Liquid alternatives encompass an exceptionally broad range of strategies, asset classes and instruments, varying not only greatly in terms of the liquidity of the vehicles in which they are packaged, but also in terms of the correlation with equites.

Investor appetite is particularly strong in two major areas: hedge funds with very explicit convex returns profile e.g. CTAs, global macro), and lower cost strategies (eg, alternative risk premia).

Lever 3: Equity overlays

The last two years have seen greater appetite for more explicit safeguards as the era of artificially stimulated asset prices stutters amid disappointing growth figures, geopolitical tensions and trade war concerns.

Motivations for applying equity overlays vary considerably, ranging from low stakeholder tolerance for losses to technical considerations such as capital calls. Investors opting for this approach must bear in mind several key considerations: length of protection, level of manager discretion, cost, how collateral is handled and more.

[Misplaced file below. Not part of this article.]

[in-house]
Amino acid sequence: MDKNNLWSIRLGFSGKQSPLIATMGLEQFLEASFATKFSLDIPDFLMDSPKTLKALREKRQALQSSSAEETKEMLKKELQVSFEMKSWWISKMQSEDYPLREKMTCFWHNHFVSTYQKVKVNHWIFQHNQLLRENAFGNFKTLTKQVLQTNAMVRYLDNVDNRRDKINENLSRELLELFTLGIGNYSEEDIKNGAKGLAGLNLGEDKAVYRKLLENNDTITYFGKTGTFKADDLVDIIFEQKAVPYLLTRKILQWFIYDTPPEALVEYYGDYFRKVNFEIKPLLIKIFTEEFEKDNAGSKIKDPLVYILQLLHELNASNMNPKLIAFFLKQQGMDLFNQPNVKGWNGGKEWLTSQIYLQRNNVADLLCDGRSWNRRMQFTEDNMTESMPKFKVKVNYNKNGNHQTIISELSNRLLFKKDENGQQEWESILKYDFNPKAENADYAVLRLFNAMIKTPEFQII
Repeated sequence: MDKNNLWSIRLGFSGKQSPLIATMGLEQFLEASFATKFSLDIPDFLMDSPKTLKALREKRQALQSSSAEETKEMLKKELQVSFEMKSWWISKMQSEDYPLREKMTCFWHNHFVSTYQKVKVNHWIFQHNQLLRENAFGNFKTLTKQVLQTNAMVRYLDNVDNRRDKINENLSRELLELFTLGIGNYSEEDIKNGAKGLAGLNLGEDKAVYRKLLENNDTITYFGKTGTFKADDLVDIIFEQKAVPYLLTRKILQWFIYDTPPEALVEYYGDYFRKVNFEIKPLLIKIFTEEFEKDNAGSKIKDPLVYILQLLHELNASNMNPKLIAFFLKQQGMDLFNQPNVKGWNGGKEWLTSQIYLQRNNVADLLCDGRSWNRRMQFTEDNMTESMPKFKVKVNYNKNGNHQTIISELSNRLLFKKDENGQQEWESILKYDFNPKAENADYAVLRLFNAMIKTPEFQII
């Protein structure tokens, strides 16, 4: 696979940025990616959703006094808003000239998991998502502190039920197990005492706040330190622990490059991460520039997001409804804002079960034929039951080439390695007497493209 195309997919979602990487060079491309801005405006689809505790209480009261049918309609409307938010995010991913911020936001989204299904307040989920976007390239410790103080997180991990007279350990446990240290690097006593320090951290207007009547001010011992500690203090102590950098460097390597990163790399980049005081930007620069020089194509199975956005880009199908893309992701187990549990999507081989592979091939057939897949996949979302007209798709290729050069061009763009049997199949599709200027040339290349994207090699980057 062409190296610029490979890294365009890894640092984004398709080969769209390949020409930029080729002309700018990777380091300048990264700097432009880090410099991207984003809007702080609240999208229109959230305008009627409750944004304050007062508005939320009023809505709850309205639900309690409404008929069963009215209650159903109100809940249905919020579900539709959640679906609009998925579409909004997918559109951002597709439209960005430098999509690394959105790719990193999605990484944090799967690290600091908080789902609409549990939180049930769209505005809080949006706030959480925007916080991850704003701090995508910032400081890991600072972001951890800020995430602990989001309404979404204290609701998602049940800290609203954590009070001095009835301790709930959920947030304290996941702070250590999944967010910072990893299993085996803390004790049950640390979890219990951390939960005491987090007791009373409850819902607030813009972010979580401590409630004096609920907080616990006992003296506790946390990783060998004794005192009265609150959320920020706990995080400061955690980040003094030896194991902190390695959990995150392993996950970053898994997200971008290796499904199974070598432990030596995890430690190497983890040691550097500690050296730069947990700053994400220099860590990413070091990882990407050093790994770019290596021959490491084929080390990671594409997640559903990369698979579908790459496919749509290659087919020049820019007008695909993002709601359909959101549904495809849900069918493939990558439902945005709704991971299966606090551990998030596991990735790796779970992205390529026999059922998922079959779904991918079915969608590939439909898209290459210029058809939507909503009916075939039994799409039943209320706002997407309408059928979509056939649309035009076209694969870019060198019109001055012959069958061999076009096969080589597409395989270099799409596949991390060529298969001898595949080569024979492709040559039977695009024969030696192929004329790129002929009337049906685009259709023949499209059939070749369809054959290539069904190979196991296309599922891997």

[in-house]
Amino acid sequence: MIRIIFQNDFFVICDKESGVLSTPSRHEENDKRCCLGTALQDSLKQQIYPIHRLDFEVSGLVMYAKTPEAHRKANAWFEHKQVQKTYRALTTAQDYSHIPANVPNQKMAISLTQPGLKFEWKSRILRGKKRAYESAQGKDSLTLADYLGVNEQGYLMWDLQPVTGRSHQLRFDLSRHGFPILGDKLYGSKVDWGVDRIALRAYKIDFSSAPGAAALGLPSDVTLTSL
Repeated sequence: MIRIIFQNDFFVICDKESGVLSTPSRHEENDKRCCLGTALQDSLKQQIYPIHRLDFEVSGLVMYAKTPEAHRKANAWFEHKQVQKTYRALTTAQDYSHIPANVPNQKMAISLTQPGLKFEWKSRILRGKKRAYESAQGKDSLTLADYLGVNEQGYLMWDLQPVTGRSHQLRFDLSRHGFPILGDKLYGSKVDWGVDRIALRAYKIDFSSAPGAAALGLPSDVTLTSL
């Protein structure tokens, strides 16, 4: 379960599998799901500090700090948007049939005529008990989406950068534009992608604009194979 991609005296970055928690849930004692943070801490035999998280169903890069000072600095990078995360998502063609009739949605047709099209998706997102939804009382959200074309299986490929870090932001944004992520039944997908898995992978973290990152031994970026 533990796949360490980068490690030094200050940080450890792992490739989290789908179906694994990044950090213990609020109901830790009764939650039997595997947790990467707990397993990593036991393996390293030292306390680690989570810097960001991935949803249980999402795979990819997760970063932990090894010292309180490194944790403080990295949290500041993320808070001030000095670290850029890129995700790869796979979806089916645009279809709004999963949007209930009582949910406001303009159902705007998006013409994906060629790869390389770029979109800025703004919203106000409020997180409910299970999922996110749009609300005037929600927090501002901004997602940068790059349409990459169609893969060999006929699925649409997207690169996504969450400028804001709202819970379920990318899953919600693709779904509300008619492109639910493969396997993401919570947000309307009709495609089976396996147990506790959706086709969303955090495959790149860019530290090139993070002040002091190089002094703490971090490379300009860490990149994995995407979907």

Lever 4: Resilient equities

While the prior sections have largely focused on reducing equity risk, investors have also been adjusting equity portfolio composition.

The investor's particular diversification priorities - "maximising long-term risk-adjusted return" versus "improving resilience to downturns" - are highly relevant here. Two lenses are considered: the long-term correlation between different equity indices (quality, value, emerging markets, small cap and others) and the specific performance of those indices during equity downturns. Certain sectors that are particularly attractive for maximising long-term risk-adjusted returns (eg, emerging markets) tend to underperform during downturns; certain sectors that provide resilience in downturns do not provide meaningful long-term diversification (quality).

Private equity can also provide meaningful intra-equity diversification, and should be considered in the context of building resilient equity portfolios.

Lever 5: Fixed income

Much has been written on the changing profile of fixed income as a diversifier against equities.